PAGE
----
need help with simple rand problem 
Author Message
 need help with simple rand problem

I've just begun learning C, and I'm having a few problems. First,
I'm having some difficulty understanding the math library function
`rand', especially scaling and shifting it. I understand the general
equation for rand,  n = a + rand() % b, but this seems to only work for a
consecutive range of numbers. How would you go about picking a random
number from a set? example: my homework problem, where I am supposed to
write a statement that will print a number at random from a set like
{2,3,6,8,10}, which increases in increments of 2.
        Also, the srand function is making no sense to me. According to
my textbook, srand takes an unsigned integer argument and seeds the rand
function-- but what exactly is an unsigned integer, and what is seeding?
are there any general guidlines for using srand?
        I know these are very basic questions, but  any help would be
greatly appreciated.
Ellen Drewes



Thu, 25 Mar 1999 03:00:00 GMT  
 need help with simple rand problem

Quote:

>I've just begun learning C, and I'm having a few problems. First,
>I'm having some difficulty understanding the math library function
>`rand', especially scaling and shifting it. I understand the general
>equation for rand,  n = a + rand() % b, but this seems to only work for a
>consecutive range of numbers. How would you go about picking a random
>number from a set? example: my homework problem, where I am supposed to
>write a statement that will print a number at random from a set like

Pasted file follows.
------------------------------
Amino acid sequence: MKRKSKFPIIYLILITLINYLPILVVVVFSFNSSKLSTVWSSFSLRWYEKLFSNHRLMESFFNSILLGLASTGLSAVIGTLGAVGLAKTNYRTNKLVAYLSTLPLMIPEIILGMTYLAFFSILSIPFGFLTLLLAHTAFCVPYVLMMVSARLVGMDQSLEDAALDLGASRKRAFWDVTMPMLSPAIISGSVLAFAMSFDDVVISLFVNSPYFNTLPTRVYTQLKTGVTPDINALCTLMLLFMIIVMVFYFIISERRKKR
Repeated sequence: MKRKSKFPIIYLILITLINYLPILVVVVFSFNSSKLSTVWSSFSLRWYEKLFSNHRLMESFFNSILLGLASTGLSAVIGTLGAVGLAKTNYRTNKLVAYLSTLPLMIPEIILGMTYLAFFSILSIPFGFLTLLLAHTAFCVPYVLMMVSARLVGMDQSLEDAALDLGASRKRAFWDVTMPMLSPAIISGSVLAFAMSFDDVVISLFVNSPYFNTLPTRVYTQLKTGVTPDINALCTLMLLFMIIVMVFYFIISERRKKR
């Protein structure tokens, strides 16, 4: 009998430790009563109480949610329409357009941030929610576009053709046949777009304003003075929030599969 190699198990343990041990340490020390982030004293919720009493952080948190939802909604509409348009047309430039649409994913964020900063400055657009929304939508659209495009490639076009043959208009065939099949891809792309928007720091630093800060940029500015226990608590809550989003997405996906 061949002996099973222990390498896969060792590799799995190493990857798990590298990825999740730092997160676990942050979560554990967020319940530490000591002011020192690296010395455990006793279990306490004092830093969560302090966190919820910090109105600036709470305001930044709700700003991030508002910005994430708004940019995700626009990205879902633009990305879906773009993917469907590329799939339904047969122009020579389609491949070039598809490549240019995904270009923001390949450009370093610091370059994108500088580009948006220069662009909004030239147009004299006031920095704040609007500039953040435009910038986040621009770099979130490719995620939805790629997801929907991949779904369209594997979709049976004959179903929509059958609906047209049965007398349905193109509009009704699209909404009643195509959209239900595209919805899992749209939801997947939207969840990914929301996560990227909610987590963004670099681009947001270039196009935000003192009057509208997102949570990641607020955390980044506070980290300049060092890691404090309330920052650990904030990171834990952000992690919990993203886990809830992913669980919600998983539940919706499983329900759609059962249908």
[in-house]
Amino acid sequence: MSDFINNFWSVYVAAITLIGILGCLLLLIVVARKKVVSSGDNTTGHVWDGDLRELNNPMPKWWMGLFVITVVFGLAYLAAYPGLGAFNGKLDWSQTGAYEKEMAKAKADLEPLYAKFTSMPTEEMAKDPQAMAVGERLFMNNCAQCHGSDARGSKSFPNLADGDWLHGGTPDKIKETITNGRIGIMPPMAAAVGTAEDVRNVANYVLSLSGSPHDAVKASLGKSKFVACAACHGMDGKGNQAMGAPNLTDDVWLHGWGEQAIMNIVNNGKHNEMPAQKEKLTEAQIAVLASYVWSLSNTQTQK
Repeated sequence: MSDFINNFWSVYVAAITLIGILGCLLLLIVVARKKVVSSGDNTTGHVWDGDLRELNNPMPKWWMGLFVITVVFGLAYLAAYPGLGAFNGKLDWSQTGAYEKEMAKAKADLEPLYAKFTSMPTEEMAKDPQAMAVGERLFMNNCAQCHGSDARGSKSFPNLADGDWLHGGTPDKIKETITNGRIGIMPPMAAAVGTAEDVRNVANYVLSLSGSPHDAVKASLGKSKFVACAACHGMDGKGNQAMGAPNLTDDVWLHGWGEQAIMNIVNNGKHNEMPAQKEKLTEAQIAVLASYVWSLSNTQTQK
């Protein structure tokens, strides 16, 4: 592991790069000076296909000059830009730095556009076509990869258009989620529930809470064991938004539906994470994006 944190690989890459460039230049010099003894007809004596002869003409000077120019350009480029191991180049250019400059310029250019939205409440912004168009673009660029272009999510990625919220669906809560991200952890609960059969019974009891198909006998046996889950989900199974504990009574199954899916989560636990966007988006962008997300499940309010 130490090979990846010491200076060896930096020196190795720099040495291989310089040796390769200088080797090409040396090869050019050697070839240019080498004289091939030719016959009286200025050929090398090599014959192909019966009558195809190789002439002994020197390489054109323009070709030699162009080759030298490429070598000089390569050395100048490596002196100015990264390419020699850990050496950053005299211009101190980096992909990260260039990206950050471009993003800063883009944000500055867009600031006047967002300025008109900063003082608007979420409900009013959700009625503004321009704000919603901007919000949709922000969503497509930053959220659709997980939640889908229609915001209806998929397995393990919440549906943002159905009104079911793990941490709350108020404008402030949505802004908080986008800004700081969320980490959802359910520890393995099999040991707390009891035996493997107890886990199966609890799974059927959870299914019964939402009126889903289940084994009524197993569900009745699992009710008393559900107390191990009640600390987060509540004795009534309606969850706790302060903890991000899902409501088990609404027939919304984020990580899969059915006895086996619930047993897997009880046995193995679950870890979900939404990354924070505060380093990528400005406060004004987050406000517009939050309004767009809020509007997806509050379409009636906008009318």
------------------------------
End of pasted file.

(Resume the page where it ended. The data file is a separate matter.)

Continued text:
>{2,3,6,8,10}, which increases in increments of 2.
>    Also, the srand function is making no sense to me. According to
>my textbook, srand takes an unsigned integer argument and seeds the rand
>function-- but what exactly is an unsigned integer, and what is seeding?
>are there any general guidlines for using srand?
>    I know these are very basic questions, but  any help would
>greatly appreciated.
>Ellen Drewes


There are several questions here:

First, to random select a number from a set, just select the index at
random.  Since the statement

    rand() % n

generates a random number between 0 and n - 1, it follows that one of the
numbers array[rand()%5] will randomly select one number from array[0],
array[1], array[2], array[3], array[4] (five numbers).

Next, note that "seeding" refers to the fact that the numbers generated by
rand() aren't really random.  They LOOK random, but actually they have a
pattern in the sense that they eventually repeat because they are generated
from a congruence of the form

   x[i + 1] = a * x[i] mod m

EXAMPLE:  Generate pseudorandom numbers using a = 13, m = 100.

Ans.       x[0] = 1
           x[1] = 13 *  1 mod 100, so x[1] =   13
           x[2] = 13 * 13 mod 100, so x[2] =  169 = 69 mod 100
           x[3] = 13 * 69 mod 100, so x[3] =  897 = 97 mod 100
           x[4] = 13 * 97 mod 100, so x[4] = 1261 = 61 mod 100
           ....................................................

           Thus, the pseudorandom numbers are {1, 13, 69, 97, ...}
           There are a total of twenty numbers in the sequence (the
           last is 77);  since 13 is prime, the sequence will repeat
           indefinitely.

           The rand() function uses much larger numbers so that the
           sequence will take much longer to repeat.  Calling rand()
           automatically sets x[0] = 1 in the above sequence;  calling
           srand(unsigned int seed) sets x[0] = seed, so begins in a
           different point of the sequence.  Thus, setting the seed
           equal to 1 in srand() should behave in exactly the same way
           as rand(), since in both cases x[0] = 1 (try it!)

           Finally, 'unsigned' means exactly what it sounds like.  The
           advantage of using unsigned integers is to extend the range
           of acceptable values;  for instance, whereas a 16-bit integer
           can range from -32768 to +32767, a 16-bit unsigned integer can
           assume positive values 0 to +65535.

I've enclosed a small program to illustrate these concepts.  Good luck!